Q & A WITH PAUL PETERSON
TWA members and others are talking to writer Sharon Babcock about enduring inspirations, life lessons,
and perspectives from their experiences on the working waterfront.
This month is the 15th installment in the series: Paul Peterson, director of the Tacoma Seafarers’ Center.
The Tacoma Seafarers’ Center is a faith-based, non-profit organization that provides services to
the seafarers whose ships come to the Port of Tacoma. Services can include shuttle rides to
local restaurants for some familiar food, to local sights for a little tourism, to a trip to the mall.
The center provides inexpensive comfort food like pork rinds, spicy nuts, freeze-dried noodles
and candy bars. There is mouthwash, international phone cards, toothpaste, books, bags of
chocolate, deodorant, and packs of undershirts for those running low. There is a chapel and
computers with free Internet and Skype connections for visiting online with loved ones back
Q: What brought you to this work?
A: I love meeting people from other countries. I get the opportunity to meet the world here—
seafarers from each continent and 100 different countries. I’ve been associated with the
organization since 1980. I began by visiting the ships in dock and driving seamen to places like
Tacoma’s zoo, the mall, and the Boeing Flight Museum. I was named director in 2011 after
serving as chaplain and the work has led me to traveling to (various) countries. Over the years,
(the seamen) invited me to come to visit them. I kept their names and addresses and have gone
to visit them to learn their cultures in Indonesia, Singapore, India, Hong Kong, Taiwan, Japan,
and Korea. From the hospitality of the seamen whom I have met in Tacoma, I have benefitted
from them feeding, housing, and taking me around in their countries. In Indonesia, a perfect
stranger with 18 people in his household still found room for me and helped me find my friends.
That kind of thing makes me want to give back to them. In this work, when you tell them you’ve
been to their country, it creates an absolute bond.
Q: What have you learned about these international seafarers?
A: For the most part, they are family men—friendly and grateful for the assistance they receive.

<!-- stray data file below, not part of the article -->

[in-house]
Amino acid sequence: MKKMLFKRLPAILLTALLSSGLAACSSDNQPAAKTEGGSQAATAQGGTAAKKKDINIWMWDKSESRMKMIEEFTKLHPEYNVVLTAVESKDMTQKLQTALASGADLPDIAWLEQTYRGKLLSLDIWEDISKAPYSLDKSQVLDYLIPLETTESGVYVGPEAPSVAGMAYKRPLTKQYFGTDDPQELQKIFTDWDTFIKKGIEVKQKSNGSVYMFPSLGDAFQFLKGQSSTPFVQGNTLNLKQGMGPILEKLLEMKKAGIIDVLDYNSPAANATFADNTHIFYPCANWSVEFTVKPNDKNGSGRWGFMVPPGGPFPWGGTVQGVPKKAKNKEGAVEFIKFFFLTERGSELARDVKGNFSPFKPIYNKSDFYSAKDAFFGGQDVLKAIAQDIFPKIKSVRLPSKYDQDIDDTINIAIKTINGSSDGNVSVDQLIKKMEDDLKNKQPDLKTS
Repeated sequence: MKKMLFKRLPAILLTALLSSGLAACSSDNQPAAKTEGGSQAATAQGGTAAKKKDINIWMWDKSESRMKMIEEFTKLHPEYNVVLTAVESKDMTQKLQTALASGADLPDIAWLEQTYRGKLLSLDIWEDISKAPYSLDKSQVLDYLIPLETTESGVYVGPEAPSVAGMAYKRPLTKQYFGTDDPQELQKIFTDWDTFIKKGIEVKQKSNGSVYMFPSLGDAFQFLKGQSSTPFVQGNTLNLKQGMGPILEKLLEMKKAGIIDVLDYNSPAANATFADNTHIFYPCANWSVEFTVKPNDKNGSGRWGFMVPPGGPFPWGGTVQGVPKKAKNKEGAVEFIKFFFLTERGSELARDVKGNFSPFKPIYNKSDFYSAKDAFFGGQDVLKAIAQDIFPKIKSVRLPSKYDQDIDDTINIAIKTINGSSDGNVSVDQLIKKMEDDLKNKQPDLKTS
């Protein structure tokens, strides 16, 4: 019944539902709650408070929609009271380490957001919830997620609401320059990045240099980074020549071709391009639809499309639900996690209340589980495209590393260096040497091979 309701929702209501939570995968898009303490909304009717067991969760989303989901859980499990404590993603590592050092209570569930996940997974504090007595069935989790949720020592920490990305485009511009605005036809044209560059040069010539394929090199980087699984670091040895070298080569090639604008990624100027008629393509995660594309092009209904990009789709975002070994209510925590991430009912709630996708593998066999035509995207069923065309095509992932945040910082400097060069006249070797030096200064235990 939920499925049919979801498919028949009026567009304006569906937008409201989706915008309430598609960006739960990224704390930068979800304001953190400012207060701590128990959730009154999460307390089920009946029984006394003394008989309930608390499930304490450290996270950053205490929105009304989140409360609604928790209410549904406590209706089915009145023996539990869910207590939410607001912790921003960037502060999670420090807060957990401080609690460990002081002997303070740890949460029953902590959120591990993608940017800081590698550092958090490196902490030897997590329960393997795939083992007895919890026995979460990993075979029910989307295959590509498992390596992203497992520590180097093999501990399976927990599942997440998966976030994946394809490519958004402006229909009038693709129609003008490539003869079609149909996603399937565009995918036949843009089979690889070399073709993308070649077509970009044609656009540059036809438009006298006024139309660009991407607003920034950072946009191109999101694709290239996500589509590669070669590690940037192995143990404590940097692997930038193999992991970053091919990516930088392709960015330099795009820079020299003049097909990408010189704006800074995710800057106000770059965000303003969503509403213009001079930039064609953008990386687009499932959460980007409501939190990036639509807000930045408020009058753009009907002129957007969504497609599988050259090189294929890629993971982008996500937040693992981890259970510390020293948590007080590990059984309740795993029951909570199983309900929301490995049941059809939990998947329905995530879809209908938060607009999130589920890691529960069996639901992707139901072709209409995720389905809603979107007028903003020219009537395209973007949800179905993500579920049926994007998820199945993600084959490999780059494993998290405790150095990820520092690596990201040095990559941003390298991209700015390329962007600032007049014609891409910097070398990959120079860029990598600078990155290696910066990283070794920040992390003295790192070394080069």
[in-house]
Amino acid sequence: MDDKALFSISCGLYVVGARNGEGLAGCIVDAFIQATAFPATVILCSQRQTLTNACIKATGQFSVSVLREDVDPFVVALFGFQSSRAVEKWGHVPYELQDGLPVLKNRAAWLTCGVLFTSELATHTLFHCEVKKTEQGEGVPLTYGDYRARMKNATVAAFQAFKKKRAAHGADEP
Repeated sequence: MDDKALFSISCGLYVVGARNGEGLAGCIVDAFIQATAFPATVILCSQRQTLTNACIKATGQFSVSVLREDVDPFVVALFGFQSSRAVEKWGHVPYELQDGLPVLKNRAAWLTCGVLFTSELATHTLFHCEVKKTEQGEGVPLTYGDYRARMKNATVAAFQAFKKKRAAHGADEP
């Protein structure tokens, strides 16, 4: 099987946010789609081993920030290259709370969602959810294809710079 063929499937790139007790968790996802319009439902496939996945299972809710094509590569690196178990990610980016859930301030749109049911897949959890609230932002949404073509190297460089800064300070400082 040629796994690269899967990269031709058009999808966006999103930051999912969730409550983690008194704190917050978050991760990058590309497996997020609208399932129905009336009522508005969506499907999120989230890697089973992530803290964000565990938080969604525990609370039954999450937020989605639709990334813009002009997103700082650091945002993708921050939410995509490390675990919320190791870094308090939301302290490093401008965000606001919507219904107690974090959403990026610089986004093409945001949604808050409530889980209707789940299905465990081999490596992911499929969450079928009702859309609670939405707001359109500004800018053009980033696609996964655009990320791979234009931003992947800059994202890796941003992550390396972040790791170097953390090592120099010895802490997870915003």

They are largely from the Philippines where there are a quarter of a million registered seafarers
such as export workers, nurses, construction workers, deck hands, and mechanics. Most join
the work to support their families; making two-to-three times what they can earn on land.
Yesterday, seven people sent a total of $2,500 home to their families. By law, 80% to 90% of
earnings must go back to families in the Philippines. Twenty years ago, seamen would often
spend all of their earnings. Now, seamen wish to protect their family back home.
Q: What are your challenges?
A: Having to be in three places at once when ships come in. I can be in two because of call
forwarding, but three is tough. The busiest days in the Port of Tacoma are Mondays and
Tuesdays. We have more than 20 volunteers here, hosting in the shop, welcoming seafarers,
driving our vans. Some days, especially in the summer when we have fewer volunteers, are very
Q: What makes it worthwhile?
A: Our contact with about 500 seafarers per month. Seeing the dynamic between our
volunteers and the seafarers. One volunteer loves motorcycles. He took a recent Sunday to visit
a ship and offered to lend a used helmet to the captain or take him (shopping) to find a new
one. Seeing the faces from the Christmas boxes we deliver to the ships in port between
Thanksgiving and the Christmas holiday. Because of the Grand Alliance’s shipping coming to
Tacoma, we have an increase in the number of seafarers receiving boxes, from 1,250 two years
ago to 1,500 last year.
Q: How did Tacoma Seafarers come about?
A: The Port of Tacoma made land available for a seamen’s center in the spring of 1979. Through
the generosity of various foundations, churches, and individuals the home away from home for
seafarers became a reality and continues today.